Peloton IPO Reflects Cult Status With Subscriber Base Despite Net Loss

Fitness startup Peloton has become a tech unicorn thanks to its cult following.

Fitness startup Peloton has become a tech unicorn thanks to its cult following. Peloton

As the fitness startup prepares to go public, all eyes are on Peloton’s S-1 document.

The manufacturer of indoor bikes revealed its finances in its Securities and Exchange Commission (SEC) filing on Tuesday, showing a cash-burning operation with a net loss of $245.7 million in 2019 thus far.

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As with most tech unicorns making their public debut this year, Peloton’s IPO grand plans face concern over its lack of profit margins and widening quarterly losses. The fitness unicorn’s numbers also come as a surprise, as it’s been pointed out, when looking back at a 2018 interview with CEO John Foley in which he claimed the company was “weirdly profitable.”

However, Peloton’s unclear road to profit hasn’t seemed to hinder its roadshow as it embarks on raising $500 million for its upcoming IPO. In fact, the brand’s cult following is arguably its most valuable asset, which Peloton has sustained through high-end customer service to go with its hardware sales.

The company claims that its paid subscriber base—those who pay the $39 monthly fee for access to Peloton’s streaming classes—has been on the rise. According to its filing, the digital platform that connects via home cyclists’ (and treadmill runners’) attached screens increased to 511,202 this year. That’s nearly double the amount from the previous year, in which it counted 245,667 paying subscribers.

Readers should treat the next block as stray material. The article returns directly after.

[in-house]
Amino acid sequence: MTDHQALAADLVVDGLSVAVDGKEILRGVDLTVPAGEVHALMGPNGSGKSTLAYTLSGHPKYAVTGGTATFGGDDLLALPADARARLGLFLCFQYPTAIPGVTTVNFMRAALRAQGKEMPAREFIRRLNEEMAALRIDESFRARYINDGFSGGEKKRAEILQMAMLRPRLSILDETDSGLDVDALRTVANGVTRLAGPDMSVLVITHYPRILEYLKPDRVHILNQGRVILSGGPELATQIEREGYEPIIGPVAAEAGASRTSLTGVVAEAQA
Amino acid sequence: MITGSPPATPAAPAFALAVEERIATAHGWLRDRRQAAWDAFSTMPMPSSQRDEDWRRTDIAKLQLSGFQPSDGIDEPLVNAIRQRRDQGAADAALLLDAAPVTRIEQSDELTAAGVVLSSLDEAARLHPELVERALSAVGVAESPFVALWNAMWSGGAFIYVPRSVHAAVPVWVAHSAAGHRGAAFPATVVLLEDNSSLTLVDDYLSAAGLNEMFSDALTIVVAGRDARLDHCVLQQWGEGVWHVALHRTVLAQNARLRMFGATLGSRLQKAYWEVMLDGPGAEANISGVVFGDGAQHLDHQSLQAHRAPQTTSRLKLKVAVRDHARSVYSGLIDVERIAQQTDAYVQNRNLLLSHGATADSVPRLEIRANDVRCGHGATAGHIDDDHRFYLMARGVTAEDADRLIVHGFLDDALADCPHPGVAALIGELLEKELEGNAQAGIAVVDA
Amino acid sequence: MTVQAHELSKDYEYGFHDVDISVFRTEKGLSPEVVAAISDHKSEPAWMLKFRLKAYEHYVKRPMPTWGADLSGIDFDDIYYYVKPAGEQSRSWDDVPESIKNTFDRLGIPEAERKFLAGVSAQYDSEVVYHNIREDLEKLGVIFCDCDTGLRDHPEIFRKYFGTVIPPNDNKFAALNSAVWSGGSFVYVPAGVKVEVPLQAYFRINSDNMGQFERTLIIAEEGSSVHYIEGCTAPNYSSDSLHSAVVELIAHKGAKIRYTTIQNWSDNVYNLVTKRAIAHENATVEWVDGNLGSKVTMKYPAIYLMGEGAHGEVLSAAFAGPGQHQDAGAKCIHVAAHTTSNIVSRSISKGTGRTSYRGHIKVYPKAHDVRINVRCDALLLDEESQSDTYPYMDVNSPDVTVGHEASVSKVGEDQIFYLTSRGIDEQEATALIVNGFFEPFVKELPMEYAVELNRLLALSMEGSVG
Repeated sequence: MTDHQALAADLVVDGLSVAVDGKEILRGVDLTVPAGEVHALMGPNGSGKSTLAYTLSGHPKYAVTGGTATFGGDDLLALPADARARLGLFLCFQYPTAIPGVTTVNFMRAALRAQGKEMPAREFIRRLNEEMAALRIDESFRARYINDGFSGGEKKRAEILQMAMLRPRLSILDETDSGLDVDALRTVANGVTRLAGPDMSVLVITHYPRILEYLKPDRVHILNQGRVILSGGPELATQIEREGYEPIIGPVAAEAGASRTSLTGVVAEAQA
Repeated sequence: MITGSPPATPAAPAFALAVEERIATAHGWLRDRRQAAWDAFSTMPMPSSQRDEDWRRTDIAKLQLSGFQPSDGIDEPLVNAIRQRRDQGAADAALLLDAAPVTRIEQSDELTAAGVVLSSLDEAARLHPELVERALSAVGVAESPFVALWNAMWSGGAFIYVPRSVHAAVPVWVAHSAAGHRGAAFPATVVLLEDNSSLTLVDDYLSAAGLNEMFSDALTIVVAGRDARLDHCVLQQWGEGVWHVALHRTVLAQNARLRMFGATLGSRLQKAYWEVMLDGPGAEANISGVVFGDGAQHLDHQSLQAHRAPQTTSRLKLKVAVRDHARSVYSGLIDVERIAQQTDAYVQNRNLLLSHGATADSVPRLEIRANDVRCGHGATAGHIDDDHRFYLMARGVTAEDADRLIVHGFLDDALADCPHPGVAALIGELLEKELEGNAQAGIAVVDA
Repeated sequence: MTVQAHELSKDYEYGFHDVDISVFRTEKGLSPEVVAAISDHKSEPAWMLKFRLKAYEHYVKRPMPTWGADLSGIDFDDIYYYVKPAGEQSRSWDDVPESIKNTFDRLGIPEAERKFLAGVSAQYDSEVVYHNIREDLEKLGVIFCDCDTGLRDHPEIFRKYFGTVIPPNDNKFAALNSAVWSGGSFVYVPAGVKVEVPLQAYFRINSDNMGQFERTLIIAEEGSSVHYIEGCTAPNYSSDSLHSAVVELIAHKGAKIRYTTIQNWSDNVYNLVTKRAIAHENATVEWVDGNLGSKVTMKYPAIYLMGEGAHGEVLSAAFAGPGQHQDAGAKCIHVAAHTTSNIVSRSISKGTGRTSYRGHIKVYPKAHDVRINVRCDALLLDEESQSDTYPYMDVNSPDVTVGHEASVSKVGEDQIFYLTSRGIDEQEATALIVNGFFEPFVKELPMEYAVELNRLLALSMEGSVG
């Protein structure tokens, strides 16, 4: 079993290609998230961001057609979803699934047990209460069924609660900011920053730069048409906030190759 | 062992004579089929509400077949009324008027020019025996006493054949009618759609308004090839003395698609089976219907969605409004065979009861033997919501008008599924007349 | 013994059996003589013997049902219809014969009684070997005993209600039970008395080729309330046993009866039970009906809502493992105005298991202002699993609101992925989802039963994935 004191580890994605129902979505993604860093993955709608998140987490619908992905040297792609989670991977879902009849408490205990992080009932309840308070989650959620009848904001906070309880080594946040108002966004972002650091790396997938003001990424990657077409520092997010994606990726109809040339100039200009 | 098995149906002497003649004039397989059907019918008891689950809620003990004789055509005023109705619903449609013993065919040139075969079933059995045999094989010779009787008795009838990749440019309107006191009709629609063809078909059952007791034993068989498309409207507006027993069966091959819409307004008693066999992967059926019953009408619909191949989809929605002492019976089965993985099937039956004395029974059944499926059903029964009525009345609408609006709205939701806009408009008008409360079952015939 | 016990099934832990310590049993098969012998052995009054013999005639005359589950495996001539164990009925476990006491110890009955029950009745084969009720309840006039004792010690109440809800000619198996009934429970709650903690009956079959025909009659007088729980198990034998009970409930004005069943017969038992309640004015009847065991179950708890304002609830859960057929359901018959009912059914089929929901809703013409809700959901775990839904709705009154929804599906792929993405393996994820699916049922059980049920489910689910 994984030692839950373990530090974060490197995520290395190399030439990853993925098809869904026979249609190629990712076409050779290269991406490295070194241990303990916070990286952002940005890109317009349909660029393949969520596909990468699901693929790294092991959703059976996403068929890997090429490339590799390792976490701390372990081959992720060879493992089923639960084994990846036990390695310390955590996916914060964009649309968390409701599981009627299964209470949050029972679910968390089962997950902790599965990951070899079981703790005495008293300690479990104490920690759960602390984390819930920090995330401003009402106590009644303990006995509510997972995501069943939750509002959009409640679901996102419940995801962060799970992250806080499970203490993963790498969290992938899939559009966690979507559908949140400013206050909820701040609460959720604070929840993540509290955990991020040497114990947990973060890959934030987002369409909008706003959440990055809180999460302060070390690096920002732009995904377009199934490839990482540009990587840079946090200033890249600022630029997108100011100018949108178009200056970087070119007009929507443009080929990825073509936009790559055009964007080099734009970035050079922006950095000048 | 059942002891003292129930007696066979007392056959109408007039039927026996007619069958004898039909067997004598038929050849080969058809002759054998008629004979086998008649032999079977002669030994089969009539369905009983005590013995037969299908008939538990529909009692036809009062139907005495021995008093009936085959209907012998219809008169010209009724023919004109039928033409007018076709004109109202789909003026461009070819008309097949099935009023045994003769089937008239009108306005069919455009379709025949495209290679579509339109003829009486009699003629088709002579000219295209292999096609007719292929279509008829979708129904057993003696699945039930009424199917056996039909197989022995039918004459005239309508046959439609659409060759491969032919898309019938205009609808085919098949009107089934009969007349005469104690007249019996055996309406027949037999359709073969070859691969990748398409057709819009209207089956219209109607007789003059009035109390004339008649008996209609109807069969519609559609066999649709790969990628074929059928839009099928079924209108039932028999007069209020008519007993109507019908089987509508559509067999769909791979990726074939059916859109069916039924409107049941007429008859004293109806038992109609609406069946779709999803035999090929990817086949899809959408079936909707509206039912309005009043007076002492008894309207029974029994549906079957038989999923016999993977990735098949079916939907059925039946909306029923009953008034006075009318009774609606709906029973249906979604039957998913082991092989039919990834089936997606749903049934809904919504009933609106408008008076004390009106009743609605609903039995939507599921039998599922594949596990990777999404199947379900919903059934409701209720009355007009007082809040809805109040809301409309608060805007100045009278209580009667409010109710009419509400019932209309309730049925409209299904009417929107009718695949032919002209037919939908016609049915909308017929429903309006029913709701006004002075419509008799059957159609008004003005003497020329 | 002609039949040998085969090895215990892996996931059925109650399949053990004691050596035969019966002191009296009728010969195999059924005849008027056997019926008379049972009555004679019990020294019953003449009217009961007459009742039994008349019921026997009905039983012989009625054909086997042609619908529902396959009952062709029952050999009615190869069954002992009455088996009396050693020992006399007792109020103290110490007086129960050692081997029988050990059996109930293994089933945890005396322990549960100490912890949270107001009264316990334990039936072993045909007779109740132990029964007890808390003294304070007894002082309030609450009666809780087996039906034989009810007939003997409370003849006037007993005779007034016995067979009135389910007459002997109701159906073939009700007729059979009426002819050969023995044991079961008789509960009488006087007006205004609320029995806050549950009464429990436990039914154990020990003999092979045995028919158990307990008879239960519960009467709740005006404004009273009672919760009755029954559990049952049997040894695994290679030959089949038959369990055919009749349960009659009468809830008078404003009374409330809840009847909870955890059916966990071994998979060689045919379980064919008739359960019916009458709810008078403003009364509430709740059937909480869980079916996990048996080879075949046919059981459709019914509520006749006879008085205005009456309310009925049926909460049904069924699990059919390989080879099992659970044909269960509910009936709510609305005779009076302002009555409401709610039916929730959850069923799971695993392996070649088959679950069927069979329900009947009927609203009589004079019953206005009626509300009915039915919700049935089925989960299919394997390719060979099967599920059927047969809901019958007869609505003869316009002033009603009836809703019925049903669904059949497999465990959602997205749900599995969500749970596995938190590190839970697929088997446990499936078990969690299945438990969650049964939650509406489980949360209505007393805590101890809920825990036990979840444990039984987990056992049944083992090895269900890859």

As it turns out, those recent “gift Peloton” holiday commercials—one featuring a husband using the bike he got his wife leading up to Christmas—have paid off in building out its user community. Peloton said it’s “consistently seen workouts increase over time” since launching its subscription plans, with a retention of 95% of users since 2016.

While the New York City-based startup counts on growing and keeping this loyal customer base as the ticket to longevity, Peloton faces other obstacles threatening to (literally) halt its groovy rides. The company is still in the midst of an ongoing lawsuit regarding its use of streaming music during recorded rides, an issue rival Flywheel is also currently facing.

Peloton is expected to publicly list its shares on the Nasdaq in the coming weeks, under the ticker PTON.

Peloton IPO Reflects Cult Status With Subscriber Base Despite Net Loss